3.1 CDM Implications for ATS

CDM offers a philosophy by which ATS can improve its quality of service as long as this can be done without compromising safety. In many instances, particularly those in which ATS are provided by a government or quasi government organisation, it will fall to those providers to instigate CDM applications and manage the necessary data resources. Data management in CDM applications will almost certainly be complicated by the move towards corporatisation and privatisation in the provision of ATS.

3.2 CDM and the Controller

The work of ATCs will undoubtedly be affected by the increasing use of CDM principles in ATM.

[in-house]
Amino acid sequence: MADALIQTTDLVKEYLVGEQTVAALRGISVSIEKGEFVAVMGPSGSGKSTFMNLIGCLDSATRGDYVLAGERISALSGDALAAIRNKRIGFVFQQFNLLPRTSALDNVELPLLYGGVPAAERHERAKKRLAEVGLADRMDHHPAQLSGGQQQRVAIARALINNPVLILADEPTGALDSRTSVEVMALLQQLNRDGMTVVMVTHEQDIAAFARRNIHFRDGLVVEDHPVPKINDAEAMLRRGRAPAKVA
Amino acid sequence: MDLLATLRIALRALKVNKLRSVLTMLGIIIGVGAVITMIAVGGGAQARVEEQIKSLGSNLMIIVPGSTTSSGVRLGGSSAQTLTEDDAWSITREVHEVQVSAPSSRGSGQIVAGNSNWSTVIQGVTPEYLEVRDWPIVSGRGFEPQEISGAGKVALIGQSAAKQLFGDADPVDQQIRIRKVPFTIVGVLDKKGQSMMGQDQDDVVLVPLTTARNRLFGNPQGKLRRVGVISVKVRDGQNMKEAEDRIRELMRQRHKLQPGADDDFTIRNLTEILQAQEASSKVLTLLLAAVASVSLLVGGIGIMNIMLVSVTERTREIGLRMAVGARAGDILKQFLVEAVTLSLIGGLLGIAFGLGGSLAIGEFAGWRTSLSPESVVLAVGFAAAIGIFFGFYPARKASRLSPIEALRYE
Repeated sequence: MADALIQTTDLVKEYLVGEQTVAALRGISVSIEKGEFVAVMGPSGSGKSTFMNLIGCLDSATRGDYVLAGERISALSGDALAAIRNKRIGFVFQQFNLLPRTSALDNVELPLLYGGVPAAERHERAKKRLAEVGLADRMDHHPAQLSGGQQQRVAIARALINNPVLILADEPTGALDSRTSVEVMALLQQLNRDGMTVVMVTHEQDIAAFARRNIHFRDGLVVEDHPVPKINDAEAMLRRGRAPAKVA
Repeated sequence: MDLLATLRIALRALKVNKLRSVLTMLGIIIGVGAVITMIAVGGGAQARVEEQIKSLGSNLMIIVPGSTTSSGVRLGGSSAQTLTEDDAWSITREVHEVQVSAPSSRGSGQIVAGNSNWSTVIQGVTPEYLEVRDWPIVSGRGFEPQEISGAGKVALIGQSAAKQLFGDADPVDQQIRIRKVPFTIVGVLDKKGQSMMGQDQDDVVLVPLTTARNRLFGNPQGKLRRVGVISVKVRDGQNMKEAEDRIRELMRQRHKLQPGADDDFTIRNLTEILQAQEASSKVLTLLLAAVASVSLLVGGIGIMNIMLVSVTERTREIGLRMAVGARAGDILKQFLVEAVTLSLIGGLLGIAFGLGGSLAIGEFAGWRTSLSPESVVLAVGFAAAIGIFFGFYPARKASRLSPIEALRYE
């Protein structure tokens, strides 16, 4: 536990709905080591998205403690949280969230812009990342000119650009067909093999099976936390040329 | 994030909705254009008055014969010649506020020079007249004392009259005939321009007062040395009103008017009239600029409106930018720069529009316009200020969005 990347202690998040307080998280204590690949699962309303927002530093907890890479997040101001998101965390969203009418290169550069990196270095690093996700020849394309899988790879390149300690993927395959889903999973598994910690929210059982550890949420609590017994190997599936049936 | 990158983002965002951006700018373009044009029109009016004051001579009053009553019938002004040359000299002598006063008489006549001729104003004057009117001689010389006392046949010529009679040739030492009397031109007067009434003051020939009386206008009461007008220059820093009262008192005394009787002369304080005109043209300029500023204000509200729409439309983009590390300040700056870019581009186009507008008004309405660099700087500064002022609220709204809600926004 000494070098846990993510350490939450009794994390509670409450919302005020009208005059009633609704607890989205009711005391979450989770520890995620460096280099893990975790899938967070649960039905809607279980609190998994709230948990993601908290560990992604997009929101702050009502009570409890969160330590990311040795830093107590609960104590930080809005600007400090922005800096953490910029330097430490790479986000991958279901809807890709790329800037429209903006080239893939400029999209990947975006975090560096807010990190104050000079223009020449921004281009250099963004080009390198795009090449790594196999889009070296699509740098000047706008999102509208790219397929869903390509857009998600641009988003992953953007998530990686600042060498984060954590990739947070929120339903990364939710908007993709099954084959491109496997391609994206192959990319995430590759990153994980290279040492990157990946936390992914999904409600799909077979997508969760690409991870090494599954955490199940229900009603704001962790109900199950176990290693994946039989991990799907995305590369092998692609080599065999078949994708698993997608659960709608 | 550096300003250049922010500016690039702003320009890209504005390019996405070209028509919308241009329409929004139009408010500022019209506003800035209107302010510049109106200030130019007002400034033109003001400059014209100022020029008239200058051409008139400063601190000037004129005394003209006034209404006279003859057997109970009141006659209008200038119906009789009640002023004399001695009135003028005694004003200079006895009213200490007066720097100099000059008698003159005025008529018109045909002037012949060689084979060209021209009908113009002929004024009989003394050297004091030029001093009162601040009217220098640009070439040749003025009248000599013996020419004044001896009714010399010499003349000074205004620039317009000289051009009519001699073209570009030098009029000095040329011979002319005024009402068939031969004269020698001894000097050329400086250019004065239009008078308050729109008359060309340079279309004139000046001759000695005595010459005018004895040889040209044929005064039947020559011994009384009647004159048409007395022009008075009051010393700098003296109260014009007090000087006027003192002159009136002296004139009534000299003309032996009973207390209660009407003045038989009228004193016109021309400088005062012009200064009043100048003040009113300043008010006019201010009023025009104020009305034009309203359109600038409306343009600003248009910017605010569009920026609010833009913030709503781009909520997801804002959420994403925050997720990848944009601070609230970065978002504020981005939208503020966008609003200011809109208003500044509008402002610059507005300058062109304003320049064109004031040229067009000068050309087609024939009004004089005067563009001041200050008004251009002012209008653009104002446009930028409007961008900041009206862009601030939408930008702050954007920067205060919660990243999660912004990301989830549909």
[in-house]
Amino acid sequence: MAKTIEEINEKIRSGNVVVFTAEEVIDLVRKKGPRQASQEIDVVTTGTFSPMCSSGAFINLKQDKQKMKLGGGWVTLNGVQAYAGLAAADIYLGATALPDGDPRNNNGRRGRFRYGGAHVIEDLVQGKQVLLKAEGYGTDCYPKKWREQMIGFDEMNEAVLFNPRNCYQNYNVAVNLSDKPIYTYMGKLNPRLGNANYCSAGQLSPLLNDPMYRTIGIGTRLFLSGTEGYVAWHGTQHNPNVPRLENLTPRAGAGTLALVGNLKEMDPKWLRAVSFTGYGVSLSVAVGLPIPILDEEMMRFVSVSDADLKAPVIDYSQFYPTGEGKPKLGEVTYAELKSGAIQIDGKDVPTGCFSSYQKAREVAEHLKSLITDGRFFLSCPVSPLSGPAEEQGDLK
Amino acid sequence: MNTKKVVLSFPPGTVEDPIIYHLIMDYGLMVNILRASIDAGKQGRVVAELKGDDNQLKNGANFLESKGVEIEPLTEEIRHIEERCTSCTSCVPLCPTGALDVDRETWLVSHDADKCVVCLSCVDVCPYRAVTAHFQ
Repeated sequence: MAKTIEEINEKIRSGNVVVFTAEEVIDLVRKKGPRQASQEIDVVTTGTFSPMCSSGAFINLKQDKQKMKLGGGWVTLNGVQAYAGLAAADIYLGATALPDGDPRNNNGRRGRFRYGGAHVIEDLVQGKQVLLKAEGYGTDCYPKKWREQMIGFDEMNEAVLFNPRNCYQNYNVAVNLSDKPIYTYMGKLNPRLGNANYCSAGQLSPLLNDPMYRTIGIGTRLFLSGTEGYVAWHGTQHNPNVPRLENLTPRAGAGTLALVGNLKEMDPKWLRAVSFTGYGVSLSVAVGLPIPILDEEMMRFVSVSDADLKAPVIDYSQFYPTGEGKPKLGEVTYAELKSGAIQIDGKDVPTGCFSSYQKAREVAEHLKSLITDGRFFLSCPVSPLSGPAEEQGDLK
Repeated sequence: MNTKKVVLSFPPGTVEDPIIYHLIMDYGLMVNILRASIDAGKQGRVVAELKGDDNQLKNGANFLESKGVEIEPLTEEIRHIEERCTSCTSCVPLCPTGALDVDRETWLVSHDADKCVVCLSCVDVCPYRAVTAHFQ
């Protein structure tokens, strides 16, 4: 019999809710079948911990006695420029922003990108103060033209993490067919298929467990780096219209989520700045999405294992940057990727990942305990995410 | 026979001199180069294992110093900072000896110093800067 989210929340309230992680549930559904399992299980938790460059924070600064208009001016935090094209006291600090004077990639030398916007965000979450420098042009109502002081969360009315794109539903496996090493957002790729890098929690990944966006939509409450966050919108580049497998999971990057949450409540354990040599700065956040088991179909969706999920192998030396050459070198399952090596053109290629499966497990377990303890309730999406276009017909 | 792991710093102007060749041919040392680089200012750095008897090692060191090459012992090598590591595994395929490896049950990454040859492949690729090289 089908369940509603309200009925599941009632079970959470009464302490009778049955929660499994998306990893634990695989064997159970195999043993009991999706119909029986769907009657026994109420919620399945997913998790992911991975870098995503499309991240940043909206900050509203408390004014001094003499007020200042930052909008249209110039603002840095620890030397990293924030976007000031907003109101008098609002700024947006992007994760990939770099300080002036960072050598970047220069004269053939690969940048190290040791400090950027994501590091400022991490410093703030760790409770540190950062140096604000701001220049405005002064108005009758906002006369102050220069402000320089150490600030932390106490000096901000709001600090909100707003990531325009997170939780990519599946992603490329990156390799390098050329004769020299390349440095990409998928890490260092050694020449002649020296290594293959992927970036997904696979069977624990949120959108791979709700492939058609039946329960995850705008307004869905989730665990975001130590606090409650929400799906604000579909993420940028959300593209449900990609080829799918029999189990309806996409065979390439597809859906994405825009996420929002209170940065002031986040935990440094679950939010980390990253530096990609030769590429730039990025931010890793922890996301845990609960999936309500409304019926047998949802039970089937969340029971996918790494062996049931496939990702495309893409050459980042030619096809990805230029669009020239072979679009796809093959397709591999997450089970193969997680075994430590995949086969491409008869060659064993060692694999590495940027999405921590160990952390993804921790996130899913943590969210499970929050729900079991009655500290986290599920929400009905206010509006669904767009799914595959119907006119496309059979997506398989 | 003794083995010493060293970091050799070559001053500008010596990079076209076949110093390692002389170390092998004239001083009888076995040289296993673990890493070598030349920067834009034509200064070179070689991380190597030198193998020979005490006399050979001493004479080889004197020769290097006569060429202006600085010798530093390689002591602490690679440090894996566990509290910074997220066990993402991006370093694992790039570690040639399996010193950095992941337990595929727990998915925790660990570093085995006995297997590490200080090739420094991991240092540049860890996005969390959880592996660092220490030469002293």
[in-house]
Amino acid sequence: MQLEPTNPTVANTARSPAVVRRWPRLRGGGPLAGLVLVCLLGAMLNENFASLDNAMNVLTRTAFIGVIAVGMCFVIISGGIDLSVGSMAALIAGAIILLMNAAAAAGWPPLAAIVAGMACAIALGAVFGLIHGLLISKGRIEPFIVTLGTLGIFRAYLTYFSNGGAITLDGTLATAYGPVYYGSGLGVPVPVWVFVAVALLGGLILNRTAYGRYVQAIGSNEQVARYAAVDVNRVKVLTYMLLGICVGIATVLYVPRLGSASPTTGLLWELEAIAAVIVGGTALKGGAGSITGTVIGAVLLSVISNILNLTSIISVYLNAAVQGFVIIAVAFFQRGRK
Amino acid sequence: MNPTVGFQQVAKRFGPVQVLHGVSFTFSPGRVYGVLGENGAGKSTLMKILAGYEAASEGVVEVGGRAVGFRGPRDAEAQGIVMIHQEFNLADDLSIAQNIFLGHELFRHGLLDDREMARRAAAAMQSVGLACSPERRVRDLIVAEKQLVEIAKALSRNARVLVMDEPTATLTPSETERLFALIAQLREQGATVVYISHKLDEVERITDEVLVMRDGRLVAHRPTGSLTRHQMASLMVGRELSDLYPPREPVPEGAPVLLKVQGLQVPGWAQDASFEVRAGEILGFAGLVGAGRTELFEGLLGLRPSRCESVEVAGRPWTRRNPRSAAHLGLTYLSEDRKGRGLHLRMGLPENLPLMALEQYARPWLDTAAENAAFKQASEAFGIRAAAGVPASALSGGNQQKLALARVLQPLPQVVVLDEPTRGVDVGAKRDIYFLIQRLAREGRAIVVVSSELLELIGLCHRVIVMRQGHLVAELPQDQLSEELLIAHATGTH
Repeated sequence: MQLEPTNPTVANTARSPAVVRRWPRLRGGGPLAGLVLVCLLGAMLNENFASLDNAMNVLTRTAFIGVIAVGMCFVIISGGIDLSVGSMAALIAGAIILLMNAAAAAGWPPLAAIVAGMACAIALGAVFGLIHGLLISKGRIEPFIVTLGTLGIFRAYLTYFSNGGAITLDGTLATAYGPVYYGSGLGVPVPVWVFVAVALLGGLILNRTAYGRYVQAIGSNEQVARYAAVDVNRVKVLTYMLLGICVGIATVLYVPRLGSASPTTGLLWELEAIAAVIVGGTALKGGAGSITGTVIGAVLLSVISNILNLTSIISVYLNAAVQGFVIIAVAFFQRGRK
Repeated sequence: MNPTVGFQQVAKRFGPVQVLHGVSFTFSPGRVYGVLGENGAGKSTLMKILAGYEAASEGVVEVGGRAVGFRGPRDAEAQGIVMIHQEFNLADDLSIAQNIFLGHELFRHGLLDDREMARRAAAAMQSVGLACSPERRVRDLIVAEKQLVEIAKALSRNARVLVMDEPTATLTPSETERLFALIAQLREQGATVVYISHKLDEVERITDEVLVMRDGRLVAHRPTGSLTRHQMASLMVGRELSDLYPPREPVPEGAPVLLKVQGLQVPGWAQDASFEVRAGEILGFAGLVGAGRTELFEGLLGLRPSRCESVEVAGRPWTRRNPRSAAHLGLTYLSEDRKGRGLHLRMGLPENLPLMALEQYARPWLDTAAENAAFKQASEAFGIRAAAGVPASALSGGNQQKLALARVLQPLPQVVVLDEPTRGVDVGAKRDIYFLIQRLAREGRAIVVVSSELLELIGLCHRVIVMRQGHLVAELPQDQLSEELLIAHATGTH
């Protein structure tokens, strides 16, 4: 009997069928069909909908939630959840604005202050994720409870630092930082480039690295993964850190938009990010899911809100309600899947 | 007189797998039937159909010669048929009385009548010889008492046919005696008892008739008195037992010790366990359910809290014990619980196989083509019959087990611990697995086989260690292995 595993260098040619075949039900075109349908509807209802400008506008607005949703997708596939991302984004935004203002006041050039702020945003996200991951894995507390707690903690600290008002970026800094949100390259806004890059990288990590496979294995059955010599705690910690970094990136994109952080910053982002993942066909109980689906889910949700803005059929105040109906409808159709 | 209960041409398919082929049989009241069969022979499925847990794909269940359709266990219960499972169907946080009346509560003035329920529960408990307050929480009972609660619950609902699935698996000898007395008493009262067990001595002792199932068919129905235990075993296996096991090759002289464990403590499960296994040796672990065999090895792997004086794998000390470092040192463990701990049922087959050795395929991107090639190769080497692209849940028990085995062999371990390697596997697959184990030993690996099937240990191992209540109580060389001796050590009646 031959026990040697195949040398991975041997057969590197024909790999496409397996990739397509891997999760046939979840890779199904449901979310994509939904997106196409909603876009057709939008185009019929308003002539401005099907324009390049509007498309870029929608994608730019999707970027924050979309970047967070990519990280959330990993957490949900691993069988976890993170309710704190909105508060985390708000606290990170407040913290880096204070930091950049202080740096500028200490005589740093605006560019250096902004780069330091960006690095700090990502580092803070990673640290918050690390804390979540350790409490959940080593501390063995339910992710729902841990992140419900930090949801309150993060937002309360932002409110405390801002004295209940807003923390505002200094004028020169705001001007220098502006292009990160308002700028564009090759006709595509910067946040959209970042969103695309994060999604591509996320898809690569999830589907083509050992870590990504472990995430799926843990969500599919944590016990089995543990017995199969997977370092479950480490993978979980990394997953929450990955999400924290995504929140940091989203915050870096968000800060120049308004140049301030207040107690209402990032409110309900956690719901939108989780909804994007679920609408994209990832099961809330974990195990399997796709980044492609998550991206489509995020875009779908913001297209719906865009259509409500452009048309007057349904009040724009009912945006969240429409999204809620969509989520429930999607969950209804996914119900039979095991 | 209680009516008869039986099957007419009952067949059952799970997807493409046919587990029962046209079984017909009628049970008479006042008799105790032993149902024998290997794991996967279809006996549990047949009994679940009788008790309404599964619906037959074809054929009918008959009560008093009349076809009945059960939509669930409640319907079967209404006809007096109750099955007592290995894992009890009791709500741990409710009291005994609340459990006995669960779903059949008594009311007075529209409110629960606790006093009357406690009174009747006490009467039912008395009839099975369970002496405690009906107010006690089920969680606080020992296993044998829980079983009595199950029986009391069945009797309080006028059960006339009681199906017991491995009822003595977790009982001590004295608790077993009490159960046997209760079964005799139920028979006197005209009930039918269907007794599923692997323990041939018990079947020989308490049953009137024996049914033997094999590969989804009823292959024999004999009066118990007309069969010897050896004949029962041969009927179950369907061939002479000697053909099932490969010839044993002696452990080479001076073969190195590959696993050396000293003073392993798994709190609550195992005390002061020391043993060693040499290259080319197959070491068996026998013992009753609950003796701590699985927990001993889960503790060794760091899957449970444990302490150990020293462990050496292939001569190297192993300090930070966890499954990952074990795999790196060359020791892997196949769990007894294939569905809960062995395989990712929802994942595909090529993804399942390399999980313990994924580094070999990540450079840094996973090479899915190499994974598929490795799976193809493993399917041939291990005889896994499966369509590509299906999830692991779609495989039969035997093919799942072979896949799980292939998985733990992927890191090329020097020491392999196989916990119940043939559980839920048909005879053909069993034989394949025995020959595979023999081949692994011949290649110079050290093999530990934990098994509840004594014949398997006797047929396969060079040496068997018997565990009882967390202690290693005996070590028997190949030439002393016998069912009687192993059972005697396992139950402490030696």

3.2.1 Current and Near Term

Most of the current and near term applications of CDM concentrate on flow and capacity management issues. There are already examples where basic separation functions can be complicated by the need of individual aircraft to meet slots in order to maintain a viable operation. This problem will inevitably become more widespread as traffic volumes increase.

3.2.2 Longer Term

Longer term CDM developments will affect the way in which separation itself is provided. The development of Airborne Separation Assurance (ASAS) and Cockpit Display of Traffic Information (CDTI) are clear indicators of this trend. Cooperative separation decisions present some complex problems for ATC in both the technical and legal/regulatory aspects of their function.


That this paper be accepted as information material.


Miart Eric (Eurocontrol Brussels) Collaborative Decision Making – Presentation to IFATCA EUR meeting Zagreb Oct 2001.

ATM Strategy for 2000+, EATCHIP Doc – FCO.ET1.STO7.DEL02, Issue 2; Eurocontrol 1998.